Open Net: A Professional Amateur in the World of Big-Time Hockey

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Press: Lyons Press (November 10, 2009)
Author Name:Plimpton, George


In Open Net, another of George Plimpton's inimitable accounts of a fearless amateur braving the world of professional sports, Plimpton takes to the ice as goalie for his beloved Boston Bruins.

From Library Journal

In the interest of ``participatory journalism,'' Plimpton joined the Boston Bruins hockey team to learn to play goalie. 
His sojourn with the Bruins in training camp culminated in a five-minute stint in goal against the Philadelphia Flyers.
The book follows the format of Paper Lion and Out of My League , as Plimpton tries valiantly to acquire the skills of the position and comes to his moment of truth with some degree of success.
Although Open Net does not have the depth and richness of Paper Lion , it clearly illustrates the difficulty in playing the very physically demanding game of hockey.
Jo DeLapo, Queens Borough P.L., New YorkCopyright 1985 Reed Business Information, Inc.

--This text refers to an alternate Paperback edition.


“A season with the Boston Bruins is the basis for Plimpton’s absorbing personal report. 
A winning entertainment for fans of sports, told with warmth and integrity.”

From the Back Cover

In Open Net, George Plimpton takes to the ice as goalie for his beloved Boston Bruins. 
After signing a release holding the Bruins harmless if he should meet with injury or death, he survives a harrowing, seemingly eternal five minutes in an exhibition game against the always-tough Philadelphia Flyers.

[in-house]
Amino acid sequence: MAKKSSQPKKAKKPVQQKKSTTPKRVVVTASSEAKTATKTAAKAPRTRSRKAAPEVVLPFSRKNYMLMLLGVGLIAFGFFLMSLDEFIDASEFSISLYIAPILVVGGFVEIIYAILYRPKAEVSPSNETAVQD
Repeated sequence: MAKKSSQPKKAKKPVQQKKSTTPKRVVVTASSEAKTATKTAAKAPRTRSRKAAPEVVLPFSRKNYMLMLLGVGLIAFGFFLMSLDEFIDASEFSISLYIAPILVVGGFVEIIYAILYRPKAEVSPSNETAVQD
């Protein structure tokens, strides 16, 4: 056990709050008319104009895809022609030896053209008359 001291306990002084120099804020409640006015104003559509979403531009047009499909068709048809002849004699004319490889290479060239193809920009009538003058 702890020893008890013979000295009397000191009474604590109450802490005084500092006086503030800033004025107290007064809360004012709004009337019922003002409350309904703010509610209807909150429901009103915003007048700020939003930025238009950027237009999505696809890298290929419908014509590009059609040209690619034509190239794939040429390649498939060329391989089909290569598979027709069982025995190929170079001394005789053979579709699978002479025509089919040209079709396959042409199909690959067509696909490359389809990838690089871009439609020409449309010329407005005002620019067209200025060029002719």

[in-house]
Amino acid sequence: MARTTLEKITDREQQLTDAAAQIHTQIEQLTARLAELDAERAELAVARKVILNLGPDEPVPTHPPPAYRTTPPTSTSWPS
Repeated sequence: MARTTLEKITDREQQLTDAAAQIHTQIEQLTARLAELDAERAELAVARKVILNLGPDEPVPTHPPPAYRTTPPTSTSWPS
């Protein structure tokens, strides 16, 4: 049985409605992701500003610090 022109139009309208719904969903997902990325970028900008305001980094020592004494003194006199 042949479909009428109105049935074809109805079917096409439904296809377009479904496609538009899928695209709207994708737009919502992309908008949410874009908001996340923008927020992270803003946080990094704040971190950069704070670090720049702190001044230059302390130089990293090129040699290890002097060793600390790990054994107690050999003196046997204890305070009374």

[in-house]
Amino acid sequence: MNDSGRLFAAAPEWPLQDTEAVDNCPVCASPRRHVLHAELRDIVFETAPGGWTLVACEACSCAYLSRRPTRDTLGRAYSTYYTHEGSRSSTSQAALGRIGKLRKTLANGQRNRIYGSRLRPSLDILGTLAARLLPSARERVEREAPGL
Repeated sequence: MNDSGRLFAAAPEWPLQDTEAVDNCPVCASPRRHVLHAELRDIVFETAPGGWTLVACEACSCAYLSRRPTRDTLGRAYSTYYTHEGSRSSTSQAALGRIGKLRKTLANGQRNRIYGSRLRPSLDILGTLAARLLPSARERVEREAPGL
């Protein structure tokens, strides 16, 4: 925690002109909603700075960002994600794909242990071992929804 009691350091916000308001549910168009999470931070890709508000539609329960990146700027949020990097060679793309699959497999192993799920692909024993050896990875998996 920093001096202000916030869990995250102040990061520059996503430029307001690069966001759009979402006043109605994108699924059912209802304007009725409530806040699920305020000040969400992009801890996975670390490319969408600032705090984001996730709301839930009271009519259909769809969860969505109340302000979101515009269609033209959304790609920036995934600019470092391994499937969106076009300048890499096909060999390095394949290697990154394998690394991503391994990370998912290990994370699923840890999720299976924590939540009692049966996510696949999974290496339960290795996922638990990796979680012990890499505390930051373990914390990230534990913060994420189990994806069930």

With reflections on such hockey greats as Bobby Orr, Wayne Gretzky, and Eddie Shore, Open Net is at once a celebration of the thrills and grace of the greatest sport on ice and a probing meditation into the hopes and fears of every man.

About the Author

George Plimpton (1927–2003) was the best-selling author and editor of nearly thirty books, as well as the cofounder, publisher, and editor of the Paris Review. 
He wrote regularly for such magazines as Sports Illustrated and Esquire, and he appeared numerous times in films and on television

Excerpt. © Reprinted by permission. All rights reserved.

Cherry said, "You have to give some indication you're not backing down. 
This one time, some rough guy slammed Camile Henry up against the boards.
Camille, who was about the  smallest guy in the league, was being held up there, just jammed in the corner, with this guy egging him on--'now what you goin' to do?--and Camile suddenly leaned forward and kissed this guy on the lip."


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Comment List (Total:18)

  •     Plimpton is at his best in this light-hearted memoir about training with the Boston Bruins. His descriptions of the humor and characters that define the sport are spot-on. As an outsider on the inside, Plimpton gives us a glimpse of what life is really like for these professional athletes.
  •     As a big hockey fan, and a goaltender, this was just required reading. Yet, it turned out to be more. This well written, quick read was a gas to enjoy and quote. I will be glad to read others by George Plimpton, and I'm already on the hunt for PAPER LION. I guess thats my ringing endorcement. If I'm looking to read a book on football, the author must be wonderful. Quick, funny, well written, and vastly enjoyable, you wont regret buying this book, no matter what the price.
  •     If you're already a hockey fan, especially one who followed the sport in the'70s (and the Bruins in particular), you should enjoy this truly inside look into the pro hockey world. Plimpton, who also did a stint as QB with the Detroit Lions in the 60's, dons a goalie mask and reports on the wild and wacky life of hockey. If you don't know hockey, this'll be a real eye-opener!